malicious plugin into the openfire service,
leading to a root shell compromise on the ncentral server. This can
then be used to flush the "luser" table in the
DMS service, which will update the passwords in memory allowing the
attacker to login to the NCUI with SO Admin
privileges, allowing him or her to make wide ranging changes to the
configuration of Ncentral.

RA001-2: Insecure backup URLs can lead to remote root/SO compromise

An insecure URL access vulnerability exists in the NAC allowing an
unauthenticated user to download the system
backup tarball. By default, the system will back up every night at
00:15, making a tarball available for download at
the URL


where YYYYMMDDHHMM is the date and time when the backup process
completed. By taking yesterday's date and iterating
the hour and minute values from 0000, an attacker can download the
system backup tarball without providing any

The system backup tarball, among other things, contains a complete
database dump and the system shadow file. An
attacker could brute force the hashes in the database dump (see 1b-1
above), or attack the system shadow hashes and
potentially gain a privileged SSH account on the system.

3: Cross site request forgery via the NCUI can lead to SO Admin compromise

The main web UI is vulnerable to CSRF attacks. By luring a logged in
SO Admin level user to a URL with the following
malicious image tag embedded:

<img src="https://ncentral/

an attacker can create his or her own SO level user in the system,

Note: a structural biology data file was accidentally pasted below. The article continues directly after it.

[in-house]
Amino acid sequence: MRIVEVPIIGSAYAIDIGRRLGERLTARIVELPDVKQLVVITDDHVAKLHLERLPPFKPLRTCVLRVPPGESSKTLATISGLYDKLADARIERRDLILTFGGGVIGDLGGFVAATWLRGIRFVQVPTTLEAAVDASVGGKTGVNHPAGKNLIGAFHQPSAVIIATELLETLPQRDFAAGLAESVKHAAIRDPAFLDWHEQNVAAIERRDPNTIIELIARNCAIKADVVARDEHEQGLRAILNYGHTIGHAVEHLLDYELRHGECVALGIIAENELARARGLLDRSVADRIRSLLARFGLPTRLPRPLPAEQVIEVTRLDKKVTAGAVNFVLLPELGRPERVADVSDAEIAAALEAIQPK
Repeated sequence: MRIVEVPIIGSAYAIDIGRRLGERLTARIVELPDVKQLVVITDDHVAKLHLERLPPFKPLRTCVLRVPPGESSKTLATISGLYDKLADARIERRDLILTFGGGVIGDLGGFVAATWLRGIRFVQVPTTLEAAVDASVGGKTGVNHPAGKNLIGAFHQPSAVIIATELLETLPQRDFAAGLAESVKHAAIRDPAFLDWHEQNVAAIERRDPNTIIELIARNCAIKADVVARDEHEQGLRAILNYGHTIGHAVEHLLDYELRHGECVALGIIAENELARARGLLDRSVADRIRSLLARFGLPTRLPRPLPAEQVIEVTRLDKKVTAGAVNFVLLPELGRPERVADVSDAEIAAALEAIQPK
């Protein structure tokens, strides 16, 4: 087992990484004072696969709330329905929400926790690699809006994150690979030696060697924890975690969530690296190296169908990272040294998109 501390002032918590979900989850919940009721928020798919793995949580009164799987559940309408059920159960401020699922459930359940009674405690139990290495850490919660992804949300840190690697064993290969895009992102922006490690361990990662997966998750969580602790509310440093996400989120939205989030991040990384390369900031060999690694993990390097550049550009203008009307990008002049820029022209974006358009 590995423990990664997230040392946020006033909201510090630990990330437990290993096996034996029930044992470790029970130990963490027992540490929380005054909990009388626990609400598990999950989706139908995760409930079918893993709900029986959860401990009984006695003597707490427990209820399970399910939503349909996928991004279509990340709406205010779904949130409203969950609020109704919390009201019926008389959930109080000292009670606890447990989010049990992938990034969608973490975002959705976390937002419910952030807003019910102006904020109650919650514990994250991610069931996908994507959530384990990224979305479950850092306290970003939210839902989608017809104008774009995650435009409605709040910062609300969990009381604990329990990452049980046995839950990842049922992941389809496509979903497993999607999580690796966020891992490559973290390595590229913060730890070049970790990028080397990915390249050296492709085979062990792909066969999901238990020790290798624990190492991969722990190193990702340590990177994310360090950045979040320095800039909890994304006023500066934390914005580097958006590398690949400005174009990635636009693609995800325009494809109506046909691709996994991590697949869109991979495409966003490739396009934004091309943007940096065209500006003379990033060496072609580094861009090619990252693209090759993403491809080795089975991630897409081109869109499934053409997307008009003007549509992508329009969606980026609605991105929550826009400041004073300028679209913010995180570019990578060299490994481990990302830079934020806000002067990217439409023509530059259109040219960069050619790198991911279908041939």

with no additional interaction from the
admin required.

Disclosure Timeline

December 2011: vulnerabilities discovered.
April 2012: reported to vendor.
June-July 2012: Ncentral 9 is released, all reported flaws are fixed
with no attribution or public announcement
November 17 2012: exploit demonstrated at Kiwicon 6
November 19 2012: N-Able spokesman is quoted as saying:

"At N-able, we take any security-related issue very seriously, and
work hard to ensure that any security-related
issues brought to our attention are resolved as quickly as possible.
N-able does not have a 'Rescue Me' option
on the N-central platform, and to our knowledge, nobody on our team
has been in communication with SC Magazine
with regard to this story. As such, we believe that our name was
incorrectly referenced in this story," [1]

December 1, 2012: advisory posted to full-disclosure, and
simultaneously published on the web at the following URL:

 No exploit code is released at this time.

[1] from

About N-Able

N-able Technologies is the global leading provider of complete IT
management and Automation solutions for
Managed Service Providers (MSPs). N-able's award-winning N-central® is
the industry’s #1 RMM and MSP Service Automation
Platform. N-able has a proven track record of helping MSPs standardize
and automate the setup and delivery of IT services
in order to achieve true scalability.



Full-Disclosure - We believe in it.